Address
Jakob-Haringer-Str. 2
5020 Salzburg, Austria
Room 2.17
Phone
+43 (0)662 8044 6417
+43 (0)662 8044 611 (fax)
Skype ana_sokolova
Address
Jakob-Haringer-Str. 2
5020 Salzburg, Austria
Room 2.17
Phone
+43 (0)662 8044 6417
+43 (0)662 8044 611 (fax)
Skype ana_sokolova
Many thanks to Silviu Craciunas for the photo (RTAS 2010 in Stockholm) and his help with iWeb!
Introduction to Concurrency and Verification, summer semester 2013/2014
Schedule: Wednesdays 9:30am-12noon in T06 see calendar
First meeting: Tuesday, March 11 at 10am in T05 (for once not a Wednesday)
Language: English
The course may also be taken by PhD students
Literature:
•Textbook: Reactive Systems: Modelling, Specification, and Verification, by Luca Aceto, Anna Ingolfsdottir, Kim G. Larsen, and Jiri Srba. Cambridge University Press, 2007.
•Lecture notes: Introduction to Process Theory, by Kees Middelburg and Michel Reniers. Technische Universiteit Eindhoven 2004.
The book can be ordered via Amazon.de . Some copies are available at the department library.
Prerequisites: None, the course material is self-contained, as is the textbook. Knowledge of basics of theoretical computer science like logic for computer science or automata theory is an asset.
Exam: This is a VP course. There will be three exam possibilities in June/July/August. The exam is written consisting of several excersises from the material covered during the course. Additionally, the homework and the mini project will also contribute to the final grade.
Exam dates: discussed in class/via email
Mini projects: discussed in class/via email
Schedule:
•Week 1, Tuesday 11.3.14. Introduction (reactive systems, verification, concurrency). LTS. CCS informally (for sequential processes). Book p.1-9 & Lecture notes p.3-22 (although we did not cover all, it is nice to read).
•Week 2, Wednesday 19.3.14. CCS informally (continued), formal syntax and semantics of CCS, examples. Book p. 9-27. HW: Task 2.11 from the book.
•Week 3, Wednesday 26.3.14. More examples, value-pasing CCS, behavioral equivalences and preorders. Book p. 28-34, scriptum p. 22-25. HW: Task 2.13 from the book.
•Week 4, Wednesday 2.4.14. Behavioral equivalences continued (trace, completed trace, bisimilarity). Book p. 34-42 and 45 (we proved most of the statements given as exercises), scriptum p. 26-40. HW Task 3.5 from the book and Task 1.5.5. from the scriptum. Note that like in the book and unlike in the scriptum we do not consider explicit termination, and use the notation as in the book, but it is still good to read all and you find many additional examples/exercises in the scriptum.
•Week 5, Wednesday 9.4.14. Properties of bisimilarity and comparison to other equivalences. Book p. 42-49. HW: (1) Compare completed trace equivalence and bisimilarity (part of Task 3.11); (2) Find three CCS processes P, Q, and R such that (P+Q) | R is not bisimilar to (P|R) + (Q|R) (part of Task 3.12).
•Week 6, Wednesday 30.4.14. More properties of bisimilarity and meaningful examples (counters and bags), simulations and simulation equivalence, game characterisation of bisimilarity (just started). Book p. 49-53 and 65-66. HW: (1) Exercise 3.17.1. Prove, in addition, that if ≤ is a preorder and ∞ = ≤ ∩ ≤-1 then ∞ is an equivalence. Note that simulation equivalence is defined like this from simulation preorder. (2) Prove that simulation preorder implies trace preorder.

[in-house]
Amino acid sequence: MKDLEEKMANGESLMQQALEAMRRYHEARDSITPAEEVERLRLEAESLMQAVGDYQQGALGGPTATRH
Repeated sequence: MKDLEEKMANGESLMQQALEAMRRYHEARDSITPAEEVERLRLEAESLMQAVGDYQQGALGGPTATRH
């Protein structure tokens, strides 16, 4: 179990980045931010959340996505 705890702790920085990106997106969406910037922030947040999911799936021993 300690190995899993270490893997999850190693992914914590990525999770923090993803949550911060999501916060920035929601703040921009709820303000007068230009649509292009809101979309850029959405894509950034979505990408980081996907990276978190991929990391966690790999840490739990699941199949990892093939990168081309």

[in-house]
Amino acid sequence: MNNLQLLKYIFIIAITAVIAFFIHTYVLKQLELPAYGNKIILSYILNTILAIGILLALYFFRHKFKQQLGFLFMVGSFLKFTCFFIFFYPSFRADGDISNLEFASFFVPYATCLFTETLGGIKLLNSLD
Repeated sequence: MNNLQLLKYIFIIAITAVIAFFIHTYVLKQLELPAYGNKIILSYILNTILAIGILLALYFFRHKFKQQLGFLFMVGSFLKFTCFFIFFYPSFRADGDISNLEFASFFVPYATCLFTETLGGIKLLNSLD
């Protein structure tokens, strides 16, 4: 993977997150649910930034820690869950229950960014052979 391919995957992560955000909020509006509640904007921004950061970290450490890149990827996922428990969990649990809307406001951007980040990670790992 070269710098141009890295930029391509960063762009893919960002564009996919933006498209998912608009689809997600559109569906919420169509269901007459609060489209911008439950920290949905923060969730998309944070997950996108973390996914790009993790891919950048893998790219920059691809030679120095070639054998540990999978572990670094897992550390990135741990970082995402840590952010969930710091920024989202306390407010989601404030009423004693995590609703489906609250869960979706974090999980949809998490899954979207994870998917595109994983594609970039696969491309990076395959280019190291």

•Week 7, Wednesday 7.5.14. Game characterisation of bisimilarity, fixed points and bisimilarity (started), Tarski’s fixed point theorem. Today’s class was short, we exchanged the last hour for a guest lecture by Hannes Payer. Book p. 66-70 and 75-82. HW: Exercise 3.37.
•Week 8, Wednesday 14.5.14. We shift this class to Tuesday 20.5.14, 9:30am-12noon, as it fits better most of us. More on fixed points, bisimilarity as a fixed point, algorithm for bisimilarity and minimization (wrt bisimilarity), and weak bisimilarity (a bit). Book p. 82-89 and 53-58. HW: The complexity of the bisimilarity algorithm, read about other algorithms and compare.
•Week 9, Wednesday 21.5.14. Weak bisimilarity (continued) and Hennessy-Milner logic (started). Book p.58-65, 70-75 and 89-94. HW: Dijkstra’s dining-philosophers problem, Exercise 3.34.
•Week 10, Wednesday 28.5.14. Hennessy-Milner logic (continued). Book p. 94-101 with proofs of many auxilliary properties.
•Week 11, Wednesday 4.6.14. Hennessy-Milner logic with recursion (started). This was a short class that we continued with a guest lecture of Alfons Laarman. Book p. 102-109. HW: Exercise 5.11 and 6.3 from the book.
•Week 12, Wednesday 11.6.14. Hennessy-Milner logic with recursion, game characterization for HML with recursion. Book p. 109-120. HW: Exercise 6.5 and Exercise 6.7 (it is not obligatory to do the last question, last couple of lines).
•Week 13, Wednesday 18.6.2014. No class due to travelling.
What is this theory good for? A typical question asked by (practically oriented) students. The authors of the book Reactive Systems have compiled a nice webpage answering this question. Click on the corresponding link on the left to get to the needed subpage.
Ana Sokolova
Dr. TU Eindhoven, The Netherlands, 2005
Associate Professor
Department of Computer Sciences
Austria